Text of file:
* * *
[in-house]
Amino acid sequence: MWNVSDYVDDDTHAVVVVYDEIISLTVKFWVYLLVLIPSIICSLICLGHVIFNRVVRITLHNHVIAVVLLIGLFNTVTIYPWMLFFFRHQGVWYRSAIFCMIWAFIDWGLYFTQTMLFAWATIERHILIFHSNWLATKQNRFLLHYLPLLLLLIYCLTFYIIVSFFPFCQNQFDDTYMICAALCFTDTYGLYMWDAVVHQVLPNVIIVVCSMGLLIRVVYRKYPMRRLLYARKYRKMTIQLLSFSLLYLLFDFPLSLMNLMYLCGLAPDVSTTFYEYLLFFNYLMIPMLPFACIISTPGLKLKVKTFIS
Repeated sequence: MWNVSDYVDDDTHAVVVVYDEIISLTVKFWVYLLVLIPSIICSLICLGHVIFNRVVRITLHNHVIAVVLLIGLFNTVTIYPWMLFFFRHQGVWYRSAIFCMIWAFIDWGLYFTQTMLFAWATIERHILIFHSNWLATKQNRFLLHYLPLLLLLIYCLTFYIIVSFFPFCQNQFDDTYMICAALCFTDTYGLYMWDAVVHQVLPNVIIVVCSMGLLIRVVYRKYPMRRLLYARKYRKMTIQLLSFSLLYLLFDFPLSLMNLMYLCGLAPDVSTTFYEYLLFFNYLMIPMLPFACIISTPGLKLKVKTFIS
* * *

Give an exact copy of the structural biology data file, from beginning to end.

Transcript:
[in-house]
Amino acid sequence: MWNVSDYVDDDTHAVVVVYDEIISLTVKFWVYLLVLIPSIICSLICLGHVIFNRVVRITLHNHVIAVVLLIGLFNTVTIYPWMLFFFRHQGVWYRSAIFCMIWAFIDWGLYFTQTMLFAWATIERHILIFHSNWLATKQNRFLLHYLPLLLLLIYCLTFYIIVSFFPFCQNQFDDTYMICAALCFTDTYGLYMWDAVVHQVLPNVIIVVCSMGLLIRVVYRKYPMRRLLYARKYRKMTIQLLSFSLLYLLFDFPLSLMNLMYLCGLAPDVSTTFYEYLLFFNYLMIPMLPFACIISTPGLKLKVKTFIS
Repeated sequence: MWNVSDYVDDDTHAVVVVYDEIISLTVKFWVYLLVLIPSIICSLICLGHVIFNRVVRITLHNHVIAVVLLIGLFNTVTIYPWMLFFFRHQGVWYRSAIFCMIWAFIDWGLYFTQTMLFAWATIERHILIFHSNWLATKQNRFLLHYLPLLLLLIYCLTFYIIVSFFPFCQNQFDDTYMICAALCFTDTYGLYMWDAVVHQVLPNVIIVVCSMGLLIRVVYRKYPMRRLLYARKYRKMTIQLLSFSLLYLLFDFPLSLMNLMYLCGLAPDVSTTFYEYLLFFNYLMIPMLPFACIISTPGLKLKVKTFIS